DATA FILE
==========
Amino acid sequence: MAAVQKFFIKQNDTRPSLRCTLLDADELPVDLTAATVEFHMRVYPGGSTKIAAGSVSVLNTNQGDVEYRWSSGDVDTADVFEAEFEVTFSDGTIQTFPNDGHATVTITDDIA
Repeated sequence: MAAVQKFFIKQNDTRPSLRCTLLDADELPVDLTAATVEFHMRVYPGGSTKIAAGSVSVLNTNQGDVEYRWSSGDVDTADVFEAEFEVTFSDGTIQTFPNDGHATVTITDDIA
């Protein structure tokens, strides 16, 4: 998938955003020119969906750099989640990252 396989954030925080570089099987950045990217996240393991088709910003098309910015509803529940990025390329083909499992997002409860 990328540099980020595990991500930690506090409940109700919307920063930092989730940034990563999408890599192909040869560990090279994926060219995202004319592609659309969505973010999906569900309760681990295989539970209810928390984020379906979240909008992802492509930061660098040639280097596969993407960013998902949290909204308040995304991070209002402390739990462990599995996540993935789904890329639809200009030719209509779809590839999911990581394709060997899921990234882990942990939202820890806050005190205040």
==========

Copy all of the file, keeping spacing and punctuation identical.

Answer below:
Amino acid sequence: MAAVQKFFIKQNDTRPSLRCTLLDADELPVDLTAATVEFHMRVYPGGSTKIAAGSVSVLNTNQGDVEYRWSSGDVDTADVFEAEFEVTFSDGTIQTFPNDGHATVTITDDIA
Repeated sequence: MAAVQKFFIKQNDTRPSLRCTLLDADELPVDLTAATVEFHMRVYPGGSTKIAAGSVSVLNTNQGDVEYRWSSGDVDTADVFEAEFEVTFSDGTIQTFPNDGHATVTITDDIA
């Protein structure tokens, strides 16, 4: 998938955003020119969906750099989640990252 396989954030925080570089099987950045990217996240393991088709910003098309910015509803529940990025390329083909499992997002409860 990328540099980020595990991500930690506090409940109700919307920063930092989730940034990563999408890599192909040869560990090279994926060219995202004319592609659309969505973010999906569900309760681990295989539970209810928390984020379906979240909008992802492509930061660098040639280097596969993407960013998902949290909204308040995304991070209002402390739990462990599995996540993935789904890329639809200009030719209509779809590839999911990581394709060997899921990234882990942990939202820890806050005190205040």